Tyloo is infamous largely due to their novel nature. On-paper, they shouldn’t function as a team. Even the most casual viewer of CS:GO would be right in their assumption that it’s very hard to play professional CS when your team can’t communicate even semi-fluently in the same language. The split in culture, nationality, playing style, and obviously, language, between the Chinese core and Indonesian leadership structure of Tyloo make them perplexing to analyse.
They lack the ability to instantly communicate in fast-paced clutch scenarios. As such, they have to largely rely on an intuitive sense of hitting sites with standard executes and creating space for each other to make individual plays. Fortunately, both Mo and Somebody are more than comfortable with this notion, and on a good day, can be some of the most effective players in the world in catching their enemies off-guard. Their unique mindset to smoke grenades and peeking has allowed Tyloo to consistently surprise good European sides for months.
Through deploying this unique approach relentlessly since Xccurate joined Tyloo around IEM Sydney, the Asian side has found a series of high-profile results. From beating NiP in a Bo3 on LAN, to taking a map off of Astralis, to qualifying for the main stage of the major, Tyloo have gained attention internationally. They’ve started to receive invites for more tournaments, and attend the events they qualified for months ago, further giving themselves a chance to build on their results. Like many teams who receive these opportunities though, they are starting to suffer from over-exposure to LAN-play. Since Xccurate has joined, they have the third most LAN matches played in the world. Their novel nature is quickly losing its touch.
Since the player-break, we’ve seen Tyloo go from ZOTAC Cup Masters, to Dreamhack Stockholm, to the FACEIT London Major, to the WESG China Finals, to then StarSeries S6. While the Asian side was able to earn a spot on the main stage at the major, at StarSeries S6 the massive fault-lines that run through their game became more apparent.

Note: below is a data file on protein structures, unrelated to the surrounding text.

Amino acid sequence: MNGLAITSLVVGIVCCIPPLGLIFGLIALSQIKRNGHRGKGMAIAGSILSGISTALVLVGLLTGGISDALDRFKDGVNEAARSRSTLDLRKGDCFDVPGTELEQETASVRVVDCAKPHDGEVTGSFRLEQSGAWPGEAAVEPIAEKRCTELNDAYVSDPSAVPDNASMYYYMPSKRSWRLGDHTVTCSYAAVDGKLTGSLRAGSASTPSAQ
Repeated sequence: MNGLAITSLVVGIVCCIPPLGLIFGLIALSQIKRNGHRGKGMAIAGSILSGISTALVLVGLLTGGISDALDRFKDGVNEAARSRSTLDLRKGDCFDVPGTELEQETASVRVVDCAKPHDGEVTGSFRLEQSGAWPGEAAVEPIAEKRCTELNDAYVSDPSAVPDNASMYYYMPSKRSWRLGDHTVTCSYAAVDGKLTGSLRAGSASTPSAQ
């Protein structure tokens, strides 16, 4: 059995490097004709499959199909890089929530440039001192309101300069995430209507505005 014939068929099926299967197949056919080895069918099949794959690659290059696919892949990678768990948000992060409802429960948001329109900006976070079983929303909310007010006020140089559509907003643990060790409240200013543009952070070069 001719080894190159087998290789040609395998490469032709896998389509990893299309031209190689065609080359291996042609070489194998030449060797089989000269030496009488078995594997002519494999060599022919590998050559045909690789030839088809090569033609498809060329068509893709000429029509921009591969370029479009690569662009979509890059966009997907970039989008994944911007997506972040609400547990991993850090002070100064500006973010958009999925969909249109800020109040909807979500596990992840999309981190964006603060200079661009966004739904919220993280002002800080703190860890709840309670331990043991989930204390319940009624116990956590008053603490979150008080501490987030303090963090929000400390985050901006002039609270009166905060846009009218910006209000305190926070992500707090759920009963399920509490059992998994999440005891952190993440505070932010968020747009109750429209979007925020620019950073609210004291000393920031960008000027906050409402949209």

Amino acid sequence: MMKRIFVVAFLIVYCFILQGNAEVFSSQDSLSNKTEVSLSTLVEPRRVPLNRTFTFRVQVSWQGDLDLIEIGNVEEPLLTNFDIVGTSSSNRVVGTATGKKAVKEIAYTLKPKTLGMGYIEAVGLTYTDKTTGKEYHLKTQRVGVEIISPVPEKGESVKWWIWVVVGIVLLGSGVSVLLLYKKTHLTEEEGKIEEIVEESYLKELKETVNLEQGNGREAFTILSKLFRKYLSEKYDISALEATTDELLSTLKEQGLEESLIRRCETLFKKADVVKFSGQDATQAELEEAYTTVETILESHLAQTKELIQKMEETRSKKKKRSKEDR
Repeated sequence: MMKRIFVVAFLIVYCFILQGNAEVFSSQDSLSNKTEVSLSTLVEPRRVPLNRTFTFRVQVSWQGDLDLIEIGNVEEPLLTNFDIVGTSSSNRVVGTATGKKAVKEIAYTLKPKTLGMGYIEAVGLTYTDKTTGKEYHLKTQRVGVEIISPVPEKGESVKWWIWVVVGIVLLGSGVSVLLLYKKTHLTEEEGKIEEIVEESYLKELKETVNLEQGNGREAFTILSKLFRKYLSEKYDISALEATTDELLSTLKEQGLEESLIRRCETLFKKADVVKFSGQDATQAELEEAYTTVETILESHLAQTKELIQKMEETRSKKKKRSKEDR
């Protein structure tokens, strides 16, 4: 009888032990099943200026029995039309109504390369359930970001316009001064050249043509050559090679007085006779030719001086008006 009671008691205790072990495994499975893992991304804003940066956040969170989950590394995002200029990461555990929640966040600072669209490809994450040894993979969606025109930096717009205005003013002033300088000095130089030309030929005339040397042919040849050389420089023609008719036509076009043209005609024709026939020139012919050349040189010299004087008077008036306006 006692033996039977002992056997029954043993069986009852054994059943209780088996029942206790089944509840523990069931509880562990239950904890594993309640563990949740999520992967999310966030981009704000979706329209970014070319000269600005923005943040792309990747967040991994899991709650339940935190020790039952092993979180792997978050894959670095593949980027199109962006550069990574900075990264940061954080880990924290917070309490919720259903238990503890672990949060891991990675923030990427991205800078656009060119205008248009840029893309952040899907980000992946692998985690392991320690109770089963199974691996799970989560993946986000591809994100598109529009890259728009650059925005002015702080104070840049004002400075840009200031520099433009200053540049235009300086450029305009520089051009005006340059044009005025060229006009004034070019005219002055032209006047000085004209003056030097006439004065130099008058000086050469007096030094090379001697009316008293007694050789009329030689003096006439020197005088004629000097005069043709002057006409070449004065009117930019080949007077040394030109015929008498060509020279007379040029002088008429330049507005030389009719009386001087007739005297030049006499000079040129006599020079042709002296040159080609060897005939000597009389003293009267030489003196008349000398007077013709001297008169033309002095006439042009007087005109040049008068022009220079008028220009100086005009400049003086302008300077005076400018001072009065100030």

In-lieu of that ‘shock’ factor in their game - in-part facilitated by lacking individual form - Tyloo’s tactical depth, or rather, lack of it, became apparent. They looked to force many rounds on T-side through the cookie-cutter executes and looser pushes that earned them infamy at the major, but against better adapted CT-sides. Renegades, even after showing big gaps in their A-retake game and transitions off of mid control on Mirage still managed to close out their match against Tyloo on the CT-side, 16:13. Likewise, ENCE easily handled Tyloo’s once dangerous Inferno in-spite of a sub-par performance from allu, in-theory giving the stage to xccurate to shine.
Tyloo’s style relies largely on their opponents inability to figure it out. They want them to think less, to over-peek, to hunt for duels, and not to respect the individual firepower at the Asian sides disposal. As Tyloo have gone from stage-to-stage, filling up hltv’s database with their demos and stats, their advantage of surprise has dwindled along with it. While for some teams this may be a simple problem, for Tyloo it’s cataclysmic. Other rosters can go back to the drawing board, reconfigure their strats, change pacing, maybe even switch roles/spots depending on the context. Tyloo, however, is almost locked into their current state. Their line-up has such a unique mixture of players that one struggles to see an alternative solution in how to structure it.
It seems as though there brand of Counter-Strike has a short-expiry date. Once you lose that novel element, the surprising sharpness behind a dismissable blade, you lose a significant win condition into a game. Unfortunately for Tyloo, given how much difficulty it took to simply get to this point in the first place, it seems unreasonable that they are able to dramatically change and do it again. We may very well see a return to the floor for the Asian side after such an extended high around the world.
This isn’t to say that the roster is guaranteed to fall apart and never post another upset again, but rather, results like they had at StarSeries will be more regular than those found at say, the major. Time off will be important for recharging their individual stars, but it’s tough to see how it will evolve their macro or structural game. In this sense, Tyloo is a team that could, and will be, always dangerous for a map or two, but rarely in a series and over extended tournament play. Whether or not the likes of Xccurate and BnTeT are happy with such a status quo remains to be seen. But certainly will they have to evaluate how they want to progress past their dated hump of novelty if they want a long-term future.